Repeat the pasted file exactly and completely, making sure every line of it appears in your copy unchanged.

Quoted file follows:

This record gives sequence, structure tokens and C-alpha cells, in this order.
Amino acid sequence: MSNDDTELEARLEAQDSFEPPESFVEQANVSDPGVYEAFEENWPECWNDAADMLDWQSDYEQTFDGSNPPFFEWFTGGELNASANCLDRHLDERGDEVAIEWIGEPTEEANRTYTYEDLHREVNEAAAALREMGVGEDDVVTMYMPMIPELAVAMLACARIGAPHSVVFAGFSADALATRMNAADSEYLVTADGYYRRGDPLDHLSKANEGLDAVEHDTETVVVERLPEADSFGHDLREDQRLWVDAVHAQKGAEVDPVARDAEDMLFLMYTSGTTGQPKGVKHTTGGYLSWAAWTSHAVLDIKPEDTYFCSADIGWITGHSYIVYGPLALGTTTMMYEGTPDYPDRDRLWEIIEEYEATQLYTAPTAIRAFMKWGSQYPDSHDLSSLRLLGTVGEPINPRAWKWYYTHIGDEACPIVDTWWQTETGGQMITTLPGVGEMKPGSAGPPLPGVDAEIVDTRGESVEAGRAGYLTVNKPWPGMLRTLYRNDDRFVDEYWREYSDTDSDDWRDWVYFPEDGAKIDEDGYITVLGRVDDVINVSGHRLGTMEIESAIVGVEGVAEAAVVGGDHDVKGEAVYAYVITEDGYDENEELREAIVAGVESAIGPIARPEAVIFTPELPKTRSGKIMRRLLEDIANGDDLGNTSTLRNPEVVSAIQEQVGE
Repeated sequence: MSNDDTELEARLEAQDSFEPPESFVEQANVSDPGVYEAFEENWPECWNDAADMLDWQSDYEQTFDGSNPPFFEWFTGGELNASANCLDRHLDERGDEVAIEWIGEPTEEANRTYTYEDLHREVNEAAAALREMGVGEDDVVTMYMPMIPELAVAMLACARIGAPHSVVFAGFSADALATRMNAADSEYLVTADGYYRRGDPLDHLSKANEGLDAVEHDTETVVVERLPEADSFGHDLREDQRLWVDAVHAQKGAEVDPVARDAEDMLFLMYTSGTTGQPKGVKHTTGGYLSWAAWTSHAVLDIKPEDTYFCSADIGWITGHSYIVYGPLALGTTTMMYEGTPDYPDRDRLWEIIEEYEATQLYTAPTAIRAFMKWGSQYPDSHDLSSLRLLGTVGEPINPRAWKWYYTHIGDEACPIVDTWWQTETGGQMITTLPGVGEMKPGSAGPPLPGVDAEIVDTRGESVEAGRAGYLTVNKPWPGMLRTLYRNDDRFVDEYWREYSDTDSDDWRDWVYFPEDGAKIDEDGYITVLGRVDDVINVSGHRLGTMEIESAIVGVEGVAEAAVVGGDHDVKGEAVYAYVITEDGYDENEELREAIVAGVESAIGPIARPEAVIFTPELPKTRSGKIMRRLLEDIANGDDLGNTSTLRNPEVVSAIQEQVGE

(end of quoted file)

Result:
This record gives sequence, structure tokens and C-alpha cells, in this order.
Amino acid sequence: MSNDDTELEARLEAQDSFEPPESFVEQANVSDPGVYEAFEENWPECWNDAADMLDWQSDYEQTFDGSNPPFFEWFTGGELNASANCLDRHLDERGDEVAIEWIGEPTEEANRTYTYEDLHREVNEAAAALREMGVGEDDVVTMYMPMIPELAVAMLACARIGAPHSVVFAGFSADALATRMNAADSEYLVTADGYYRRGDPLDHLSKANEGLDAVEHDTETVVVERLPEADSFGHDLREDQRLWVDAVHAQKGAEVDPVARDAEDMLFLMYTSGTTGQPKGVKHTTGGYLSWAAWTSHAVLDIKPEDTYFCSADIGWITGHSYIVYGPLALGTTTMMYEGTPDYPDRDRLWEIIEEYEATQLYTAPTAIRAFMKWGSQYPDSHDLSSLRLLGTVGEPINPRAWKWYYTHIGDEACPIVDTWWQTETGGQMITTLPGVGEMKPGSAGPPLPGVDAEIVDTRGESVEAGRAGYLTVNKPWPGMLRTLYRNDDRFVDEYWREYSDTDSDDWRDWVYFPEDGAKIDEDGYITVLGRVDDVINVSGHRLGTMEIESAIVGVEGVAEAAVVGGDHDVKGEAVYAYVITEDGYDENEELREAIVAGVESAIGPIARPEAVIFTPELPKTRSGKIMRRLLEDIANGDDLGNTSTLRNPEVVSAIQEQVGE
Repeated sequence: MSNDDTELEARLEAQDSFEPPESFVEQANVSDPGVYEAFEENWPECWNDAADMLDWQSDYEQTFDGSNPPFFEWFTGGELNASANCLDRHLDERGDEVAIEWIGEPTEEANRTYTYEDLHREVNEAAAALREMGVGEDDVVTMYMPMIPELAVAMLACARIGAPHSVVFAGFSADALATRMNAADSEYLVTADGYYRRGDPLDHLSKANEGLDAVEHDTETVVVERLPEADSFGHDLREDQRLWVDAVHAQKGAEVDPVARDAEDMLFLMYTSGTTGQPKGVKHTTGGYLSWAAWTSHAVLDIKPEDTYFCSADIGWITGHSYIVYGPLALGTTTMMYEGTPDYPDRDRLWEIIEEYEATQLYTAPTAIRAFMKWGSQYPDSHDLSSLRLLGTVGEPINPRAWKWYYTHIGDEACPIVDTWWQTETGGQMITTLPGVGEMKPGSAGPPLPGVDAEIVDTRGESVEAGRAGYLTVNKPWPGMLRTLYRNDDRFVDEYWREYSDTDSDDWRDWVYFPEDGAKIDEDGYITVLGRVDDVINVSGHRLGTMEIESAIVGVEGVAEAAVVGGDHDVKGEAVYAYVITEDGYDENEELREAIVAGVESAIGPIARPEAVIFTPELPKTRSGKIMRRLLEDIANGDDLGNTSTLRNPEVVSAIQEQVGE